“All my bags are packed and I’m ready to go … ” I always hear John Denver crooning in my head when I am about to embark on something new that takes me away from where I am. This is one such time.
On Aug. 10, I will clock out at j. for the last time. Soon I will work as a grant writer for an educational nonprofit called BUILD (www.build.org).
The career shift and job change have been a long time coming. Unless you live under a large boulder, you know it’s not an easy time to make a living on the written word. People aren’t willing to pay for what they read. Businesses aren’t advertising. News holes and budgets are shrinking.
None of this is encouraging to someone whose livelihood depends on people consuming and paying for what she writes.
This sad but true fact has other implications. It means we journalists — writers, editors, photographers, designers — are overworked, underpaid and disheartened on a daily basis.
My positive nature just couldn’t take it anymore.
I still harbor hope that you, dear reader, will continue subscribing to and enjoying j., because my departure
doesn’t mean I don’t still believe wholeheartedly that this community — and all communities — needs a newspaper (even if it’s just online) to connect people to ideas, and to each other.
Oct. 9 would have been my fourth anniversary at j. I may be leaving before that milestone, yet I remain grateful for the time my words have spent in your hands or at the mercy of your mouse.
I was 16 years old when I announced to my parents I would be a journalist. They probably smiled and exchanged knowing glances that said: She’ll change her mind, again and again.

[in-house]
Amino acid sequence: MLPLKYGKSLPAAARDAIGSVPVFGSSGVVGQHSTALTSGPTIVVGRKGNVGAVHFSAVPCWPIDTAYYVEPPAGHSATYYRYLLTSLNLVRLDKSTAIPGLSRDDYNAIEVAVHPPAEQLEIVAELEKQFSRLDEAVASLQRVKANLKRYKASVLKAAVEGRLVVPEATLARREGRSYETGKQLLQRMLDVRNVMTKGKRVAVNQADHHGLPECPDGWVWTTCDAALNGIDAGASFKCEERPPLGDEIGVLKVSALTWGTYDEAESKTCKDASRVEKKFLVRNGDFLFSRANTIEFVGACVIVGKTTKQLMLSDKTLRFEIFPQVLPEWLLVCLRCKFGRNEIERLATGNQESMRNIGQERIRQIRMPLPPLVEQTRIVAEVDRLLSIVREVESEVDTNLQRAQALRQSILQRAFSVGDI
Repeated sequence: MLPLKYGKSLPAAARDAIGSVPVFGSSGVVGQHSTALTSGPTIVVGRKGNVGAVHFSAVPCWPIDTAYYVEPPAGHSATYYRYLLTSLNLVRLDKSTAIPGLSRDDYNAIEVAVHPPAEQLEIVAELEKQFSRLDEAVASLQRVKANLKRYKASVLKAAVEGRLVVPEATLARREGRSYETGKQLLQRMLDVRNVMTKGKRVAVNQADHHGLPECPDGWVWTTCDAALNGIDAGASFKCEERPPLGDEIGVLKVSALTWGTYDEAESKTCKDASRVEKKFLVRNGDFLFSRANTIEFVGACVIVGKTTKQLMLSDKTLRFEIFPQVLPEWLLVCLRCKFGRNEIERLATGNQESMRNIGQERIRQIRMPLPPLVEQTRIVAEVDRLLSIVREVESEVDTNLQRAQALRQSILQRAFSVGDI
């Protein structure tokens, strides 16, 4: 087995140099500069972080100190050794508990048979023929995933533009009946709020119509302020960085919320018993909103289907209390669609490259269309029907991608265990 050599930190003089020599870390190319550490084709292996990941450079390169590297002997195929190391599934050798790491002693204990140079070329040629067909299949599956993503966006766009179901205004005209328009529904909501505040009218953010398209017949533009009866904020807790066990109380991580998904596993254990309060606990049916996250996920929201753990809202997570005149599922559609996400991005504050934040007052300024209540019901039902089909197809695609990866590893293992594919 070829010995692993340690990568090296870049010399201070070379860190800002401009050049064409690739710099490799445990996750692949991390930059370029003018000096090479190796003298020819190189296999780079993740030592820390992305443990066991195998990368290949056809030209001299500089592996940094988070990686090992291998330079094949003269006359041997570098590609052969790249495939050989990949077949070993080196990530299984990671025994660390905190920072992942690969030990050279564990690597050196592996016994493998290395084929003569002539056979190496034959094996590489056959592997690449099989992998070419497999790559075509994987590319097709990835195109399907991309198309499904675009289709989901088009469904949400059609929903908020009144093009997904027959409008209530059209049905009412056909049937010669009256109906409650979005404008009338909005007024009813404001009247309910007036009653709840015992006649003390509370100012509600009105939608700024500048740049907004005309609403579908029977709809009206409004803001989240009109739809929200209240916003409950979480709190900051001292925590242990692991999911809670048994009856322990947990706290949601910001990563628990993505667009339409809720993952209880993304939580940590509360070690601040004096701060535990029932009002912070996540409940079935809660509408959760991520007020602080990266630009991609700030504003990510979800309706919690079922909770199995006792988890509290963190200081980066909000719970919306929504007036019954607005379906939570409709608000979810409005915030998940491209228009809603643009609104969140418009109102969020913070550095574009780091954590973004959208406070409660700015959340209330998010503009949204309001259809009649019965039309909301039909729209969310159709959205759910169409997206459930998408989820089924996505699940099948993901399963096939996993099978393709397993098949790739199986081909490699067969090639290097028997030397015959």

But I didn’t. I pursued a journalism career because I wanted to give a voice to the voiceless, to comfort the afflicted and afflict the comfortable, and because, quite simply, I loved the work.
J. has been a good home for my storytelling these past few years. Ours is a team of incredible editors, writers and designers, and it’s been fun to call them colleagues since I joined the staff.
But my favorite stories have been those about “ordinary” people in our community. The lawyer who crusades for the release of a wrongly imprisoned woman, the volunteers who hold hands with the dying, the young couples who open up about challenges in their relationships.
The honesty and humanity they revealed to me — and I to you — will not soon be forgotten.
Perhaps the most valuable experience j. provided me was to reconnect me to my Jewish identity and introduce me to a vibrant Jewish community.
In my first column for j., published Sept. 7, 2007, I wrote about how horribly lonely I had been in my previous jobs, which had me living in the high desert of Eastern Washington and the prairies of Iowa.
J. was an antidote to that isolation. Here, I was surrounded by Jews — not only in the office, but from every place I reported.
Gradually, these encounters resurrected the Jewish in me. As I became more knowledgeable about this deep and meaningful tradition of ours, I began to feel right at home in the community. I am confident this won’t change even as I change jobs.
I predict that I’ll miss pursuing this wonderful craft, but I have no doubt that I am making the right choice. I want and am ready for a new challenge.
Just the other day in the dimly lit Castro Theatre, a woman said to me as she passed, “Thank you for your writing. You don’t know me, but I know you.” My heart soared.
Along with all of my memories, I will take with me a stack of letters praising and criticizing my work. These say to me that my stories have moved some of you over the years.
For this, I am so grateful. Millions of crazy people try to — and do — sculpt a blank screen into a story, but very few have the honor and privilege of an audience. I’m a lucky one.
Thank you for reading.
Stacey Palevsky can now be reached at staceydebra [AT] gmail [DOT] com.